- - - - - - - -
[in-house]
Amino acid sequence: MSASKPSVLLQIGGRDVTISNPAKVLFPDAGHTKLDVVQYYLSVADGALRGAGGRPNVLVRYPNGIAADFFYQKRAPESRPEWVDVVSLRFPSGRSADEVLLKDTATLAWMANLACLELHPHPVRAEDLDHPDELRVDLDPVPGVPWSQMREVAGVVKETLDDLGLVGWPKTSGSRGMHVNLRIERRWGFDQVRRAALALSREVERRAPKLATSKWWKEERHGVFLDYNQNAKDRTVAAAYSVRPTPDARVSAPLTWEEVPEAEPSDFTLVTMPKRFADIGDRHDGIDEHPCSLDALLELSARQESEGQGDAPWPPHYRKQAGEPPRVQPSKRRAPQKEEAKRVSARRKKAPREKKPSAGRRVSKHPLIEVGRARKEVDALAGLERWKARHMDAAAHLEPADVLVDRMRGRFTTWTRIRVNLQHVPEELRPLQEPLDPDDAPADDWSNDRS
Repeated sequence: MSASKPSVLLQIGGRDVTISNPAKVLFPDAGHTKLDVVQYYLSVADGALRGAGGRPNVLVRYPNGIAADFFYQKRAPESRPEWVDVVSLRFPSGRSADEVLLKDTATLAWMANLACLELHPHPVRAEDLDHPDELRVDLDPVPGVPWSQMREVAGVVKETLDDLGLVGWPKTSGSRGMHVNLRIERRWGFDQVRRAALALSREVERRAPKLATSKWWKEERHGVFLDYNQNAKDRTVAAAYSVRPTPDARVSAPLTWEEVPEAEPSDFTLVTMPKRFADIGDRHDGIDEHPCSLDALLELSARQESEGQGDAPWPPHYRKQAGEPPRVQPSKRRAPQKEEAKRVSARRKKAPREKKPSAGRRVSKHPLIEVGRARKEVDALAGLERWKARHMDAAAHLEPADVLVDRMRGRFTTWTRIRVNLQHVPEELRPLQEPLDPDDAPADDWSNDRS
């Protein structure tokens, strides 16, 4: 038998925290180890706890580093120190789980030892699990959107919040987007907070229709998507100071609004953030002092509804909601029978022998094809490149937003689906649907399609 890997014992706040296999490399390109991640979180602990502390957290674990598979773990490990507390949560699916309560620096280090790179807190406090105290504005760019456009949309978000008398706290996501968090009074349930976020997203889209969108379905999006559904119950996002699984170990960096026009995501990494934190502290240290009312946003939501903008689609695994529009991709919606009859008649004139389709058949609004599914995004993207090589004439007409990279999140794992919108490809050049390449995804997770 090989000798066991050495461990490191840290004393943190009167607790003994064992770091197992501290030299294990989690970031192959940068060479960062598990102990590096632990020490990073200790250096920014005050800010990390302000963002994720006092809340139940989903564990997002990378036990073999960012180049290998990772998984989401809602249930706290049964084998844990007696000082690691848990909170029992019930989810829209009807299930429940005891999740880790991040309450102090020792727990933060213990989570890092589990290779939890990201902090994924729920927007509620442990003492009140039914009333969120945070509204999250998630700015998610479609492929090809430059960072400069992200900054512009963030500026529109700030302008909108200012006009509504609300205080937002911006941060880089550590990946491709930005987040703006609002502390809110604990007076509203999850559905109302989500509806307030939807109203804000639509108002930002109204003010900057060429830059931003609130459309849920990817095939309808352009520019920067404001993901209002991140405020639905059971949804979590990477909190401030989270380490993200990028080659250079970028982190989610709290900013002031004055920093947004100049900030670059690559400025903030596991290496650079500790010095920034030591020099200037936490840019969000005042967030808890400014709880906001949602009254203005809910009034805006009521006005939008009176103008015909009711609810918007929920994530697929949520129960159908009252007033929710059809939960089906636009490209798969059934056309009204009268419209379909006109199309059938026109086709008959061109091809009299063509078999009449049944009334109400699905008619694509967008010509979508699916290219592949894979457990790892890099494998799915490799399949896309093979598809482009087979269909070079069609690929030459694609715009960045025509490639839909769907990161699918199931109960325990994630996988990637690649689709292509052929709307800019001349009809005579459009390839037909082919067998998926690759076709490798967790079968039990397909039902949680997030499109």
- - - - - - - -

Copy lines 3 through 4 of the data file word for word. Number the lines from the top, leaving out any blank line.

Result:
Repeated sequence: MSASKPSVLLQIGGRDVTISNPAKVLFPDAGHTKLDVVQYYLSVADGALRGAGGRPNVLVRYPNGIAADFFYQKRAPESRPEWVDVVSLRFPSGRSADEVLLKDTATLAWMANLACLELHPHPVRAEDLDHPDELRVDLDPVPGVPWSQMREVAGVVKETLDDLGLVGWPKTSGSRGMHVNLRIERRWGFDQVRRAALALSREVERRAPKLATSKWWKEERHGVFLDYNQNAKDRTVAAAYSVRPTPDARVSAPLTWEEVPEAEPSDFTLVTMPKRFADIGDRHDGIDEHPCSLDALLELSARQESEGQGDAPWPPHYRKQAGEPPRVQPSKRRAPQKEEAKRVSARRKKAPREKKPSAGRRVSKHPLIEVGRARKEVDALAGLERWKARHMDAAAHLEPADVLVDRMRGRFTTWTRIRVNLQHVPEELRPLQEPLDPDDAPADDWSNDRS
């Protein structure tokens, strides 16, 4: 038998925290180890706890580093120190789980030892699990959107919040987007907070229709998507100071609004953030002092509804909601029978022998094809490149937003689906649907399609 890997014992706040296999490399390109991640979180602990502390957290674990598979773990490990507390949560699916309560620096280090790179807190406090105290504005760019456009949309978000008398706290996501968090009074349930976020997203889209969108379905999006559904119950996002699984170990960096026009995501990494934190502290240290009312946003939501903008689609695994529009991709919606009859008649004139389709058949609004599914995004993207090589004439007409990279999140794992919108490809050049390449995804997770 090989000798066991050495461990490191840290004393943190009167607790003994064992770091197992501290030299294990989690970031192959940068060479960062598990102990590096632990020490990073200790250096920014005050800010990390302000963002994720006092809340139940989903564990997002990378036990073999960012180049290998990772998984989401809602249930706290049964084998844990007696000082690691848990909170029992019930989810829209009807299930429940005891999740880790991040309450102090020792727990933060213990989570890092589990290779939890990201902090994924729920927007509620442990003492009140039914009333969120945070509204999250998630700015998610479609492929090809430059960072400069992200900054512009963030500026529109700030302008909108200012006009509504609300205080937002911006941060880089550590990946491709930005987040703006609002502390809110604990007076509203999850559905109302989500509806307030939807109203804000639509108002930002109204003010900057060429830059931003609130459309849920990817095939309808352009520019920067404001993901209002991140405020639905059971949804979590990477909190401030989270380490993200990028080659250079970028982190989610709290900013002031004055920093947004100049900030670059690559400025903030596991290496650079500790010095920034030591020099200037936490840019969000005042967030808890400014709880906001949602009254203005809910009034805006009521006005939008009176103008015909009711609810918007929920994530697929949520129960159908009252007033929710059809939960089906636009490209798969059934056309009204009268419209379909006109199309059938026109086709008959061109091809009299063509078999009449049944009334109400699905008619694509967008010509979508699916290219592949894979457990790892890099494998799915490799399949896309093979598809482009087979269909070079069609690929030459694609715009960045025509490639839909769907990161699918199931109960325990994630996988990637690649689709292509052929709307800019001349009809005579459009390839037909082919067998998926690759076709490798967790079968039990397909039902949680997030499109």